A group of railway workers have joined forces to help animal rescue associations transport abandoned pets to their new families by train.
It was started by Iman Kalfallah, an SNCF employee at Paris Gare du Nord’s information desk, five years ago after a friend who worked at a refuge asked her to help out.
“I was able to take a dog for her from Paris to a new owner in Marseille, and made the journey using my right to free transport on the trains as an SNCF employee.
Read more: Guide to adopting a cat or dog in France, how to get pet advice
“Little by little, more people asked me to help out, so I started contacting colleagues to see if they would join me. First, we were 10, then 100, and now we have 400 members.
“We created an association, Les Anges du Rail, last year to have a legal framework.”
SNCF workers use their free rail travel to help out
In 2021, the group helped transport more than 2,000 animals and worked with 250 associations.
“We have a website where members give the dates and times they are free, associations post requests, and we match them up. Around 80% of members work for SNCF.
“Most of the rest have a season ticket for work so travel regularly and others can help out on occasional journeys.”
SNCF employees have a limited number of free journeys so sometimes pay out of their own pocket.
Ms Kalfallah says she made about 60 journeys last year, costing her €300.
There is also a fee for animals: “Under 6kg, the price is €7, but if they weigh more than that, the ticket is half a standard fare.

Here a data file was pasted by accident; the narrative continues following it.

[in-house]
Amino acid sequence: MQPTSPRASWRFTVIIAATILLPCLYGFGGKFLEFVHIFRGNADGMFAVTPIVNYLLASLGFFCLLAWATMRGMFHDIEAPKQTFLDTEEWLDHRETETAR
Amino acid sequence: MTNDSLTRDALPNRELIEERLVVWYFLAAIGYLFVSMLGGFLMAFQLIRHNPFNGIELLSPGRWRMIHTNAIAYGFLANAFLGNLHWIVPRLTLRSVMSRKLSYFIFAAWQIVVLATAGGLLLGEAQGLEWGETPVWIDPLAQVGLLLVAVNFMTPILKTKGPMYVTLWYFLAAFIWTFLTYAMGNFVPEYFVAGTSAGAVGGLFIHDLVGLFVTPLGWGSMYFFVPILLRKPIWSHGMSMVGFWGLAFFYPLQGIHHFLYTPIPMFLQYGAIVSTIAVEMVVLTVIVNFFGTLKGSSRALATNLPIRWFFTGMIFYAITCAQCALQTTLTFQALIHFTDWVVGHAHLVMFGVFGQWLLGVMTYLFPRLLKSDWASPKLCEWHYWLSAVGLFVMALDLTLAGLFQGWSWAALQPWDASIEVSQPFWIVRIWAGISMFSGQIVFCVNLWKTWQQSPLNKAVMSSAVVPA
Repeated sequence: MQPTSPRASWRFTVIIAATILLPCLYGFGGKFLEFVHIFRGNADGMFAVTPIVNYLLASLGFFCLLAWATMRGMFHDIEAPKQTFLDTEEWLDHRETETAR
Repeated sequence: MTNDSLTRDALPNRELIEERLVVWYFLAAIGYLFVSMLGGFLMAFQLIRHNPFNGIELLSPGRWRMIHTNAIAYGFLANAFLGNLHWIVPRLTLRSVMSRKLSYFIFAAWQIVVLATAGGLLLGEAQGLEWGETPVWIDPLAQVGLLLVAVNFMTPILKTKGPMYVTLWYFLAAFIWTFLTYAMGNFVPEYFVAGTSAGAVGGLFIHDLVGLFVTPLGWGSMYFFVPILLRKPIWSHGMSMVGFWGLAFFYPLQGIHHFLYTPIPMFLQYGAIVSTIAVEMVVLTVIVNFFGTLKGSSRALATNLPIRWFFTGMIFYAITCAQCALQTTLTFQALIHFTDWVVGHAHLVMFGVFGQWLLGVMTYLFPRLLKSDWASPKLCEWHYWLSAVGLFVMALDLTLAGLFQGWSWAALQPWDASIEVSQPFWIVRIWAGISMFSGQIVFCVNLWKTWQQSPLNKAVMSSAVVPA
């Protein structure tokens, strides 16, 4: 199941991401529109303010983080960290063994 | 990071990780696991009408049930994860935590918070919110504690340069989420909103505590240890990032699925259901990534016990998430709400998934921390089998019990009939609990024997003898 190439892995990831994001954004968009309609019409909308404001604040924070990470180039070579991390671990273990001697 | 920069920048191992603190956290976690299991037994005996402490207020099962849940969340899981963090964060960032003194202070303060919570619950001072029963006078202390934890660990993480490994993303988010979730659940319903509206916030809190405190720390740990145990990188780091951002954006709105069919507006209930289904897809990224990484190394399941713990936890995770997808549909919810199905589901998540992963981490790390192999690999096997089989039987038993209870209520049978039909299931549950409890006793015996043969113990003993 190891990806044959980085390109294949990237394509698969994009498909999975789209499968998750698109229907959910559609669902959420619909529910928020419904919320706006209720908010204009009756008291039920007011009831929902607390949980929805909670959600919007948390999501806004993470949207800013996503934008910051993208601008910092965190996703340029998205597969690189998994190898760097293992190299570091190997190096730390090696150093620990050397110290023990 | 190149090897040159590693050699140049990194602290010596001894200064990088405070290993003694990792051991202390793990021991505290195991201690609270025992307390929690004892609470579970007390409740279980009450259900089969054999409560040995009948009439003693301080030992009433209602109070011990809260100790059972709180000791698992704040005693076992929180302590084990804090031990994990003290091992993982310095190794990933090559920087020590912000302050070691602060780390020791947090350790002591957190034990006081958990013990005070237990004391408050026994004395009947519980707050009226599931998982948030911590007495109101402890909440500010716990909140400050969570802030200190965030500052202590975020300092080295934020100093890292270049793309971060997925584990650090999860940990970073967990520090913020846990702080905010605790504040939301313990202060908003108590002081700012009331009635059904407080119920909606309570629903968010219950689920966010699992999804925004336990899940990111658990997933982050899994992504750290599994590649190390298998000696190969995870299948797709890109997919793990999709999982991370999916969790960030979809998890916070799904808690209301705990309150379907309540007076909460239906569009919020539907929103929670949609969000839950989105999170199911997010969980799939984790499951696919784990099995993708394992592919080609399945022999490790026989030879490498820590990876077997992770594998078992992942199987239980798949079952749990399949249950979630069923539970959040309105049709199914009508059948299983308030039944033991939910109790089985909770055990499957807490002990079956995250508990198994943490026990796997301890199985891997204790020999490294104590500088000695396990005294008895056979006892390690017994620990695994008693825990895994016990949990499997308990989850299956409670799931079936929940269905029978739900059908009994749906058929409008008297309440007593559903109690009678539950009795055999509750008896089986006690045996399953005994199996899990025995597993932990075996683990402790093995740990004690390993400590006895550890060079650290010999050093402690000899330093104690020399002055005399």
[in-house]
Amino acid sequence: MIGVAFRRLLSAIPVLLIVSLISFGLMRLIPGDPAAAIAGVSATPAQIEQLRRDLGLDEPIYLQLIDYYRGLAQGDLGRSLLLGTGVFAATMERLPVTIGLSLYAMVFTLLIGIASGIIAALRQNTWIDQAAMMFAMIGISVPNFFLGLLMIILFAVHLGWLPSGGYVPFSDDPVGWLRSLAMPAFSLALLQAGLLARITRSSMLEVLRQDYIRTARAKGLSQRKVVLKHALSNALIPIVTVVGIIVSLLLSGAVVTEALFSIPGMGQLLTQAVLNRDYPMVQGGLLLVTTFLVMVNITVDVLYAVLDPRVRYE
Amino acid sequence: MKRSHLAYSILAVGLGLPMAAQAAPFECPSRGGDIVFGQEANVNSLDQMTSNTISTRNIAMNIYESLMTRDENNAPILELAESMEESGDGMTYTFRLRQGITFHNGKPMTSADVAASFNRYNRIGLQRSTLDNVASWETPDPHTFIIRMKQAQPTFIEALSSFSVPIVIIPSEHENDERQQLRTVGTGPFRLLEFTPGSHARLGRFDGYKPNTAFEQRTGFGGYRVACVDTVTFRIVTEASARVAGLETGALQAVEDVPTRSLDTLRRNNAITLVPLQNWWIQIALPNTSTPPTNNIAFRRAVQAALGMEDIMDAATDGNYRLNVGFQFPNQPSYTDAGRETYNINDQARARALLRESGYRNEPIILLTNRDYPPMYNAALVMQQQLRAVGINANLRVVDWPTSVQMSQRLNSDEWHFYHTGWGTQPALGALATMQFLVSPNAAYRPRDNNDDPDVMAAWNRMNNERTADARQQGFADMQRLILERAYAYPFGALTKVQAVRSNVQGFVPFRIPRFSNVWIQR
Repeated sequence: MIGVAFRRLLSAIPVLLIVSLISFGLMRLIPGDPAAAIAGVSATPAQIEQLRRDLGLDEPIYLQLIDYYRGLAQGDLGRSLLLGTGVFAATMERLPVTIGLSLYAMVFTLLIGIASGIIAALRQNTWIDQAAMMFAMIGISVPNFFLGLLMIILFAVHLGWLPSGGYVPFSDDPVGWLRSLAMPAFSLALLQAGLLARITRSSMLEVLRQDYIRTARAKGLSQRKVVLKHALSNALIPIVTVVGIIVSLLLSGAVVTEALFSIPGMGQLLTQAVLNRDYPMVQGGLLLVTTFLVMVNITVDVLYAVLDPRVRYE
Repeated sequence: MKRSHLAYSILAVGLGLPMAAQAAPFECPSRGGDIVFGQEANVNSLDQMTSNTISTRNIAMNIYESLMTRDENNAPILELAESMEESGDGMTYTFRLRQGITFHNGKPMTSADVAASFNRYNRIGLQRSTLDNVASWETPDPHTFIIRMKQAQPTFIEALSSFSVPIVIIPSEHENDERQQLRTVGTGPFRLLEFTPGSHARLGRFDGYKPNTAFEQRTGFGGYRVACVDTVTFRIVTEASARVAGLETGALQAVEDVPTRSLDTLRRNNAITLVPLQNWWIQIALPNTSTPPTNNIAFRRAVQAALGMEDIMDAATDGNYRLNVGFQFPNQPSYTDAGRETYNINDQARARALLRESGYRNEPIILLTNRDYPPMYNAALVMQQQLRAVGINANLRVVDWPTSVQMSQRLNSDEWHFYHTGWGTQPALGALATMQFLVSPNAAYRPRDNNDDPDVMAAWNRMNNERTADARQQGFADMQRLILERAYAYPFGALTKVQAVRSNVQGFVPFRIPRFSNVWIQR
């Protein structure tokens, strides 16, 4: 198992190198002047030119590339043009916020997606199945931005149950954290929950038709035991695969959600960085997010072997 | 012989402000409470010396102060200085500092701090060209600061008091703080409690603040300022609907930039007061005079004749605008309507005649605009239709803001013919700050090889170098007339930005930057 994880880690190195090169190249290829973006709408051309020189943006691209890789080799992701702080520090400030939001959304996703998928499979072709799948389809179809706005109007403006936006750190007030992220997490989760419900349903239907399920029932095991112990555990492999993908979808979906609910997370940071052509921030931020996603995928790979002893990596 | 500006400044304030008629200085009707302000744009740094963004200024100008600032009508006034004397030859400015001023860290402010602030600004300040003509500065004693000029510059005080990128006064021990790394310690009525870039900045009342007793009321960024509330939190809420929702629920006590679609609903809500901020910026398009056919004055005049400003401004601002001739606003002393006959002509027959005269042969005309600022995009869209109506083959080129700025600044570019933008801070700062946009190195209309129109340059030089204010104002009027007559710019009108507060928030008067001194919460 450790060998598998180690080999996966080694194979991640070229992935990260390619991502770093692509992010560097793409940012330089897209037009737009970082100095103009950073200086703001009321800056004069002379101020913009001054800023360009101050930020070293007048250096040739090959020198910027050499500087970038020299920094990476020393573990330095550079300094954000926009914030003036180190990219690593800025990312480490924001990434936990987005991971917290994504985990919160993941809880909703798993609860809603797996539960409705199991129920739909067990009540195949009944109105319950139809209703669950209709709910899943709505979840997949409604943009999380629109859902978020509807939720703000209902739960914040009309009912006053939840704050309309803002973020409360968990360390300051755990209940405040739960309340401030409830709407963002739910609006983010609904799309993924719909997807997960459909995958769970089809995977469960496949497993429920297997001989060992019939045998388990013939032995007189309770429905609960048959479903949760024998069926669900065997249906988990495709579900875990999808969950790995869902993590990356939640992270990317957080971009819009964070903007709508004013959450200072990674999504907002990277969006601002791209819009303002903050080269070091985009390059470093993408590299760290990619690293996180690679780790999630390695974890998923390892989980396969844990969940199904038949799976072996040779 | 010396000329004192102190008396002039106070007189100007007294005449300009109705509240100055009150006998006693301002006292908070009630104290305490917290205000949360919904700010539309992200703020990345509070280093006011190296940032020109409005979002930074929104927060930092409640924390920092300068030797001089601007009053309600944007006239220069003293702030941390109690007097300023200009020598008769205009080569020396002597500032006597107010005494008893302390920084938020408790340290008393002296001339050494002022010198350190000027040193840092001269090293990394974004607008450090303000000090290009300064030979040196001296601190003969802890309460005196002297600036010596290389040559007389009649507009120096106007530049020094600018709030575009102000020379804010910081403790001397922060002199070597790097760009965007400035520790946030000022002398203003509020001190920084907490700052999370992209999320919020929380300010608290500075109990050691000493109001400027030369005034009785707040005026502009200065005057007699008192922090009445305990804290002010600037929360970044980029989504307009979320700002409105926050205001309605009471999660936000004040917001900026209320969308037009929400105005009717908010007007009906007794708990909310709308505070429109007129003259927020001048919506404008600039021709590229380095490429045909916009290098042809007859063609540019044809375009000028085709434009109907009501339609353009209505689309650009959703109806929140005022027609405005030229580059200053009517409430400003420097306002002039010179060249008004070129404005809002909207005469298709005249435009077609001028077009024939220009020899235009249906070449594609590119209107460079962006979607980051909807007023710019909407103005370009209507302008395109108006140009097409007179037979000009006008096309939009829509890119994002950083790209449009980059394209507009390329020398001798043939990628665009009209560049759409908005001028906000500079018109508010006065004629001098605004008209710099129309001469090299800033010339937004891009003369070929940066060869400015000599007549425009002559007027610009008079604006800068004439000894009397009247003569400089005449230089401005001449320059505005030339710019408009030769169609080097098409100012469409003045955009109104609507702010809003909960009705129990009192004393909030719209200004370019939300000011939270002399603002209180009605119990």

“SNCF encourages us in what we do but we have asked them to make an exception for our association so it costs €7 for all animals.
“So far, we have not had a reply. We pass on the cost but it can be a lot for animal charities to pay.”
All pets that travel with them are chipped, vaccinated, have identity papers, and a document showing transfer of ownership.
€6,800 additional donations raised
Les Anges du Rail works only with associations – breeders are commercial operations and the group wants to avoid the possibility of illegal animal trafficking with private individuals.
“Going by train makes it easier for associations to organise, and a long trip will be faster and more comfortable for the animal.
“We ask for a donation of their choice from new owners, who are always happy to give, as they have avoided a trip themselves.
“Last year, we raised €6,800 in this way, which we handed over to the associations we work with.”
Could be rehomed anywhere in France
Animal refuges often need to take pets a long distance to their new homes: “Many associations bring animals over from French overseas territories, northern Africa and eastern Europe. They come by plane, so land in Paris, and could be rehomed anywhere in France.”
Ms Kalfallah says it can be tiring to incorporate trips into her working and home life, but her reward is knowing she has helped save an animal from mistreatment.
“I am passionate about helping abandoned animals and it is great to hand them over to a nice family.
“Last week, I accompanied a dog which had had its ears cut and stapled and it was good to give it the love it had missed out on.”
For more information or to make a donation, visit lesangesdurail.fr
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